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kiṃnara (P. kinnara; T. mi 'am ci; C. jinnaluo 緊那羅) is a mythical half-human half-animal being. It is one of the eight classes of non-human beings (aṣṭasenā) that attended the Buddha's teaching.[1]

Along with gandharvas, the kiṃnara are celebrated as celestial musicians.[2]

The 84000 glossary states:

A class of semidivine beings that resemble humans to the degree that their very name‍—which means “Is that a man?”‍—suggests some confusion as to their divine status. Kinnaras are mythological beings found in both Buddhist and Hindu literature, where they are portrayed as creatures half human, half animal (horse or bird). They are also usually depicted as highly skilled celestial musicians.[3]

In The Questions of the Kinnara King Druma (Drumakinnararājaparipṛcchā), the kinnara king Druma is praised by the Buddha as being a great bodhisattva.[4]

King Druma appears in such a role in the Saddharmapuṇḍarīkasūtra (Toh 113) where he is one of four kinnara kings (the other three are Mahādharma, Sudharma, and Dharmadhara) attending the Buddha’s teaching. He is also included in the Samādhirājasūtra (Toh 127) where he arrives with his queens to make an offering of his music to the Buddha.[4]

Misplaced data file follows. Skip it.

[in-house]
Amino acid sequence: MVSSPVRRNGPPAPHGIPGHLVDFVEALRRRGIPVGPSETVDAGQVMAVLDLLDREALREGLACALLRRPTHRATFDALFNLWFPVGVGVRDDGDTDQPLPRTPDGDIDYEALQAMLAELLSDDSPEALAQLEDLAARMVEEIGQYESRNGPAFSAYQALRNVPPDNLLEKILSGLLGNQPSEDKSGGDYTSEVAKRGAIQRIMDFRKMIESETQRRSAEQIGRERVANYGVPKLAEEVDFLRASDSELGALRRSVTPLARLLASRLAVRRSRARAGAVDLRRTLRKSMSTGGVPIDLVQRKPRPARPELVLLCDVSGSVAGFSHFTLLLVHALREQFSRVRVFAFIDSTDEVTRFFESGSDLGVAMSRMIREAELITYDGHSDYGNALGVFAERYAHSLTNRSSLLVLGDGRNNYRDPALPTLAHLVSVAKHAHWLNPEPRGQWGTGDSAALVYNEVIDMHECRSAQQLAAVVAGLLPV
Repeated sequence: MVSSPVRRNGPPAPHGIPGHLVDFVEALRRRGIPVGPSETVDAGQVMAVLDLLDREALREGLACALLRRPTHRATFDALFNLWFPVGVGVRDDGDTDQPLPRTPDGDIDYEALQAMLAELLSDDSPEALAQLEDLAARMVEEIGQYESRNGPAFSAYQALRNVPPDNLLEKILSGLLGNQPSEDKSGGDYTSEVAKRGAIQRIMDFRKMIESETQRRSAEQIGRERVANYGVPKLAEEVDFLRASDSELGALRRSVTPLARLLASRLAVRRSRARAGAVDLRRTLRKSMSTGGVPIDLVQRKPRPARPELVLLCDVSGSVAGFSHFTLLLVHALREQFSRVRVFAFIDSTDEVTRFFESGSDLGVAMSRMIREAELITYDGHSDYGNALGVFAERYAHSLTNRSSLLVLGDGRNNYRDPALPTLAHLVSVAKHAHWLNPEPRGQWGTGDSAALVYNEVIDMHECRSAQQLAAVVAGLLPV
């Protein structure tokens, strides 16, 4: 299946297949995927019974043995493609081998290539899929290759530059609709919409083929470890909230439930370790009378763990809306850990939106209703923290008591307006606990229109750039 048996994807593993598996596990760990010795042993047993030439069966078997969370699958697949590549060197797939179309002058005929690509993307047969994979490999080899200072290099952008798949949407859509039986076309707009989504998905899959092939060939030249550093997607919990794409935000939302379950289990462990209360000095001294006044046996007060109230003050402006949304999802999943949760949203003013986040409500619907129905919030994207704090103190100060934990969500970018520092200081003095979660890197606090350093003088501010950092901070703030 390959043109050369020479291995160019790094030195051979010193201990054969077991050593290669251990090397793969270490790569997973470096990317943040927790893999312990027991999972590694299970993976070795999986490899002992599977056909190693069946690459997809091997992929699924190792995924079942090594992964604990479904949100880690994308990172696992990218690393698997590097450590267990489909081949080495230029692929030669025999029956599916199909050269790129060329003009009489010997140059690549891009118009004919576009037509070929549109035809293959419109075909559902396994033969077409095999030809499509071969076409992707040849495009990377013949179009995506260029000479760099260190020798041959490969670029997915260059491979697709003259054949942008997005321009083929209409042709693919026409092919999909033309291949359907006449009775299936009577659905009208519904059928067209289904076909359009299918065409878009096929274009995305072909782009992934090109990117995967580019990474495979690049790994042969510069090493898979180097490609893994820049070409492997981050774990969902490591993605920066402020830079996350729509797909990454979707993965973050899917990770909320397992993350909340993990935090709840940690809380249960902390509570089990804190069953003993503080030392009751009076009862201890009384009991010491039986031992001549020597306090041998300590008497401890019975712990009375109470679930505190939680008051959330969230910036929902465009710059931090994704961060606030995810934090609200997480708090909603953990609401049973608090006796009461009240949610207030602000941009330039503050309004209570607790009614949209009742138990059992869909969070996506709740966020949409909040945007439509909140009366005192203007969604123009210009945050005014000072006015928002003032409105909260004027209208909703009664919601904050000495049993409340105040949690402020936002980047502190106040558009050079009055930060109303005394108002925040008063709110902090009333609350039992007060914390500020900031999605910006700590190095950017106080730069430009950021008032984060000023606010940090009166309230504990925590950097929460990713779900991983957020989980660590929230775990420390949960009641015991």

1. Robert E. Buswell Jr., Donald S. Lopez Jr., The Princeton Dictionary of Buddhism (Princeton: 2014), s.v. kiṃnara
  2. Rangjung a-circle30px.jpg mi_'am_ci, Rangjung Yeshe Wiki
  3. Internet-icon.svg mi 'am ci, Christian-Steinert Dictionary
  4. 4.0 4.1 84000.png Dharmachakra Translation Committee (2023), The Questions of the Kinnara King Druma, "Introduction", 84000 Reading Room